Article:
A slowing gait could be one of the first observable changes in people who will develop Alzheimer’s disease and/or dementia. That’s the consensus of multiple studies that were presented at the Alzheimer’s Association International Conference in Vancouver. The research marks the first time walking deterioration has been linked with suffering cognition.
A decline in ambulation has long been associated with aging, but the research indicates that gait changes can signify something deeper. An increasingly slow walking speed and a decrease in stride length can suggest declines in memory, executive function and global cognition.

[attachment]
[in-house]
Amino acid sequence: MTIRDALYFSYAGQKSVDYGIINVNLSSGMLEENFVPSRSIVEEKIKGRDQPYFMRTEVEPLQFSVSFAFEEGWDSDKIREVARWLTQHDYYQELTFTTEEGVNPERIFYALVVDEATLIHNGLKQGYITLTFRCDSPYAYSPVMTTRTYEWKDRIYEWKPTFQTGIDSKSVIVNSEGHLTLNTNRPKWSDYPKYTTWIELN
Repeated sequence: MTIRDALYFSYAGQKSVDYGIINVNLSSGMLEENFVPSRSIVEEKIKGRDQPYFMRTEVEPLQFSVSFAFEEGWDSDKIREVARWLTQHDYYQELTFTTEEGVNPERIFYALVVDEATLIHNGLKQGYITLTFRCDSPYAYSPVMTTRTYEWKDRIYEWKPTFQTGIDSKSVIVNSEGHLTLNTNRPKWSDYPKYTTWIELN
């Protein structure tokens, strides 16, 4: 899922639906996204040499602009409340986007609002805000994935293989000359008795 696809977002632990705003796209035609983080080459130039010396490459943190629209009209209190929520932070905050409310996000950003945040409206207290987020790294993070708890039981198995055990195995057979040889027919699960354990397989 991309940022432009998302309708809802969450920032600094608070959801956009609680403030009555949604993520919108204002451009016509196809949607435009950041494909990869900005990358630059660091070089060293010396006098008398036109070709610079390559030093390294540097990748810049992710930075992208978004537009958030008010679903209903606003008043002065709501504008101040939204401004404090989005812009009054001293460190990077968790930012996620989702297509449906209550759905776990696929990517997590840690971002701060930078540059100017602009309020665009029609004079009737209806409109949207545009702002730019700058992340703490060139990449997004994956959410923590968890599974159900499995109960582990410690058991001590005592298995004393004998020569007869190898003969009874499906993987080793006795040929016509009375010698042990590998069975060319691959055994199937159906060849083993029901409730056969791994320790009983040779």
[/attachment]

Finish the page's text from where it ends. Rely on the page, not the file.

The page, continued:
Walking analysis may be a simple tool for forecasting Alzheimer’s disease relatively early.
“If gait begins to deteriorate, we begin to have a conversation about how is your memory,” said William Thies, chief medical and scientific officer at the Alzheimer’s Association.
For more information, read the studies cited by the Alzheimer’s Association:
Bridenbaugh S, Monsch AU, Kressig RW. How does gait change as cognitive decline progresses in the elderly? Alzheimer’s & Dementia. 2012;8(4):P131–P132: http://www.alzheimersanddementia.com/article/S1552-5260(12)00481-5/abstract
Mielke M, Savica R, Drubach D, et al. Slow gait predicts cognitive decline: A population-based cohort study. Alzheimer’s & Dementia. 2012;8(4):P318: http://www.alzheimersanddementia.com/article/S1552-5260(12)01007-2/abstract
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